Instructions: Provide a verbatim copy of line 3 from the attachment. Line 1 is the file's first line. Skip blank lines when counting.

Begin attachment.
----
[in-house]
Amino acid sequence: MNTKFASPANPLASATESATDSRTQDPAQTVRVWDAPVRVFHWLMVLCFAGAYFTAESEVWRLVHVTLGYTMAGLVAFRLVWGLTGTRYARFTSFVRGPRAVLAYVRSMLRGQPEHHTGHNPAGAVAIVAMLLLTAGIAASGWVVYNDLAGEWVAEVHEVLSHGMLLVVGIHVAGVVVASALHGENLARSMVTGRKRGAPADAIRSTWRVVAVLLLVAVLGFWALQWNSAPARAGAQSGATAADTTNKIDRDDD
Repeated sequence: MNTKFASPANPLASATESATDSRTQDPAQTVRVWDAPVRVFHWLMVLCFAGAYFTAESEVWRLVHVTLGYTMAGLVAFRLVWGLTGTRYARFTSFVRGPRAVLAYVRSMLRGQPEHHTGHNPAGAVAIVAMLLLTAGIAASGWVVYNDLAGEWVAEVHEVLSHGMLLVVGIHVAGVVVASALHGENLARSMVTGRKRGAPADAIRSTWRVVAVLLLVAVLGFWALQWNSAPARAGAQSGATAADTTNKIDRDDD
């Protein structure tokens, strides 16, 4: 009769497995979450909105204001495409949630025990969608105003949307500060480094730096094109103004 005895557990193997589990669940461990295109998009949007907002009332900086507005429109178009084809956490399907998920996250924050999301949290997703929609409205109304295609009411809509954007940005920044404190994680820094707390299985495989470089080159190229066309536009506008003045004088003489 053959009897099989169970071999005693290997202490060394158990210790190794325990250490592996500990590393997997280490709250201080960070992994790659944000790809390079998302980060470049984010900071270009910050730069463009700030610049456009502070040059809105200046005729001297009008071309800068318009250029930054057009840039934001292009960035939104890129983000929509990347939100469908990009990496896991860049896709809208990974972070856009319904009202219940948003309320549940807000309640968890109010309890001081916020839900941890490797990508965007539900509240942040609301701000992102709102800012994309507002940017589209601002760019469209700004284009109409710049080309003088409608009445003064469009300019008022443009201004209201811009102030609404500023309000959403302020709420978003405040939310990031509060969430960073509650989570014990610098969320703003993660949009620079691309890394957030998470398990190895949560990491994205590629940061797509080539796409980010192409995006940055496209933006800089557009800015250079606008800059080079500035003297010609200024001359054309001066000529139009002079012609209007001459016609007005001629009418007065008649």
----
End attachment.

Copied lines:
Repeated sequence: MNTKFASPANPLASATESATDSRTQDPAQTVRVWDAPVRVFHWLMVLCFAGAYFTAESEVWRLVHVTLGYTMAGLVAFRLVWGLTGTRYARFTSFVRGPRAVLAYVRSMLRGQPEHHTGHNPAGAVAIVAMLLLTAGIAASGWVVYNDLAGEWVAEVHEVLSHGMLLVVGIHVAGVVVASALHGENLARSMVTGRKRGAPADAIRSTWRVVAVLLLVAVLGFWALQWNSAPARAGAQSGATAADTTNKIDRDDD